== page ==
Illumina said this week that the US Food and Drug Administration recently granted 510(k) clearance for the firm's BeadXpress system for multiplex genetic analysis. Illumina submitted the holographic microbead-based system, which includes its BeadXpress Reader and VeraScan software, with an undisclosed genetic test to the FDA for review in September 2009.
CEO Jay Flatley called the clearance of BeadXpress for use in in vitro diagnostics a "significant and exciting transitional step" for the company into the diagnostics market.
"Ultimately, our goal is to become a leader in translational medicine, focusing on complex diseases that benefit from high-performance analysis, including genotyping, copy number, gene expression, methylation, and protein analysis," Flatley said.
Though Illumina has to date sold products for research use, the company has long been planning a move into the diagnostics arena, and last year opened a Clinical Laboratory Improvement Acts-compliant lab at its San Diego campus. The company has separately submitted its iScan array reader and a cytogenetics package to the FDA to begin the process of obtaining clearance for its microarrays (BAN 1/26/2010).
Part of Illumina's diagnostics strategy is to offer tests through its CLIA lab, and to enable partners to design and offer laboratory-developed tests in their own facilities. Madison, Wis.-based EraGen Biosciences, for example, last year concluded a licensing agreement with Illumina to transfer its assays onto the BeadXpress System.
Gregory Heath, senior vice president and general manager of diagnostics at Illumina, said in a statement that the clearance "opens up a wide range of new possibilities for our many clinical research and commercial partners, who can now pursue diagnostic development" on the BeadXpress.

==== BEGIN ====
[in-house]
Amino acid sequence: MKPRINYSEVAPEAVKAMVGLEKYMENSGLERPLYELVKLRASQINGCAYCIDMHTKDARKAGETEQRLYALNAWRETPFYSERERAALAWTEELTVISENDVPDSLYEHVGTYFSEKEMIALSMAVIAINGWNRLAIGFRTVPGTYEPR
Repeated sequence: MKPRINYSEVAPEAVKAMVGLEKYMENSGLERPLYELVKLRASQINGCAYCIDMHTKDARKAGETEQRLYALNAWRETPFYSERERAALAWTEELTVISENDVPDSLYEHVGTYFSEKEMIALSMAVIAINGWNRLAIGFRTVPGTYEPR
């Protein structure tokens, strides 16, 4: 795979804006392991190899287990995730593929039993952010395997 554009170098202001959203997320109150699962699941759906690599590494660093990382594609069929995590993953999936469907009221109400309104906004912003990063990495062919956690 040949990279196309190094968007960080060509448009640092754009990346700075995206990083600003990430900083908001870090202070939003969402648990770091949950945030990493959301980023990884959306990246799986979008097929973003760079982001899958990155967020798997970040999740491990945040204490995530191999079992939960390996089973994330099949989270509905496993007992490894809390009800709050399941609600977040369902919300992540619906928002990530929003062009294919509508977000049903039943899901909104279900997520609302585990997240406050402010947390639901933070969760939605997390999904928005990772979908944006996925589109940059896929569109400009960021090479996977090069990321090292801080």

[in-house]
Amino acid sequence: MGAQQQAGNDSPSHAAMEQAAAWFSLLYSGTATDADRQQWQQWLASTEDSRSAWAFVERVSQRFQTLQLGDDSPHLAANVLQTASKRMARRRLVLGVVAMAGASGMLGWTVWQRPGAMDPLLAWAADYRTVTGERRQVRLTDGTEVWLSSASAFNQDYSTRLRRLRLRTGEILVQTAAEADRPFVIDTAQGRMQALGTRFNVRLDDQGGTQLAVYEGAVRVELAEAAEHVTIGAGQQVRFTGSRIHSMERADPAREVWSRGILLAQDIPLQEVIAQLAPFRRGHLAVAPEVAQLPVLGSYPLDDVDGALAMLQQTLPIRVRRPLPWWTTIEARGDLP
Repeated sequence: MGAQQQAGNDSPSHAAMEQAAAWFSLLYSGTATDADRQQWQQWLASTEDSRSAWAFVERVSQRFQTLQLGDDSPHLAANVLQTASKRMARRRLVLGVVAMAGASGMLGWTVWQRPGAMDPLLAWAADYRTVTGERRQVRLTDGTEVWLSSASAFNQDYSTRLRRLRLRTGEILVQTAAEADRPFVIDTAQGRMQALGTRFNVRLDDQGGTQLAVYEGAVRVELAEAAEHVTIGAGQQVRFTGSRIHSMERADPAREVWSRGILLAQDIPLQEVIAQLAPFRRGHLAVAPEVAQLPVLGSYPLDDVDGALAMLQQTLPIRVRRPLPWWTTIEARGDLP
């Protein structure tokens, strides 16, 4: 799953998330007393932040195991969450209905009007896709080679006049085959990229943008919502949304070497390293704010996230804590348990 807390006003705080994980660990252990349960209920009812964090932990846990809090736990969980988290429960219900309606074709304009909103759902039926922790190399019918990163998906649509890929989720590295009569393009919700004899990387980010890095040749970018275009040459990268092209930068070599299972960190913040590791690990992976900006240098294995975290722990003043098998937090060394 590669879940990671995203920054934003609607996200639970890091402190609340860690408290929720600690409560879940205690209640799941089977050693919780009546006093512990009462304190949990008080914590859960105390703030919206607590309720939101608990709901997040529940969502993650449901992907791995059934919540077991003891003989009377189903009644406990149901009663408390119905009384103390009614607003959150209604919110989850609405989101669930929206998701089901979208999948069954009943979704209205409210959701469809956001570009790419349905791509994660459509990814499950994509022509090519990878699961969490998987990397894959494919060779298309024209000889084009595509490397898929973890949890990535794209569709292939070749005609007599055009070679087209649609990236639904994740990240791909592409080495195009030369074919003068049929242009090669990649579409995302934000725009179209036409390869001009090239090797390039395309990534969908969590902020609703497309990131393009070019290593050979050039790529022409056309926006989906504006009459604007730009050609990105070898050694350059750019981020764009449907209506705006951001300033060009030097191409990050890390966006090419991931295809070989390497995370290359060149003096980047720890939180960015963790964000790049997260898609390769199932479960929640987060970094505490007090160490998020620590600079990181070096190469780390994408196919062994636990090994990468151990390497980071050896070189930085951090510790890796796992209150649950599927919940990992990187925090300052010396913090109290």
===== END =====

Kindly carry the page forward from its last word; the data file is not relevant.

Illumina acquired the technology platform that serves as the basis for BeadXpress when it bought CyVera in 2004. In 2007, BeadXpress was rolled out with an RUO label for custom genotyping, gene expression, methylation, and protein analysis. During Illumina's first-quarter earnings call last week, company officials said the system has been selling well.
Flatley said there had been "strong demand" for the BeadXpress during Q1, which led to sequential and year-over-year growth in orders and shipments for the system's VeraCode reagents. Illumina last month introduced its VeraCode ADME Core Panel, which is designed to help researchers understand the genetic variability associated with drug response and predisposition (BAN 4/13/2010).
In addition to the ADME panel, Heath said earlier this year during Illumina's annual R&D Day event with analysts that the firm has been offering a research-use-only 185-marker pharmacogenomics panel for drug metabolism to some pharmaceutical partners, who use it in their drug-development programs. Out of the 185 markers in the assay, he said there is "huge potential" to eventually bring each one through the FDA's 510(k) approval process.
Heath also said at the time that Illumina has other continuing diagnostic programs, including one each on gastric and ovarian cancers. The company is also developing a multi-drug-resistance panel, a herpes panel, and a respiratory viral panel, all of which will likely be deployed on the BeadXpress (BAN 1/26/2010).
During the R&D event, Heath also discussed Illumina's plan to have its array platform cleared by the FDA. Illumina's submission to the agency includes the iScan, plus the HumanCytoSNP-12 chip and HumanOmni1-Quad. Heath said at the time that Illumina planned to "start the discussion with the FDA about intended use, structure of clinical trials, and get some guidance from them about how we are going to approach this."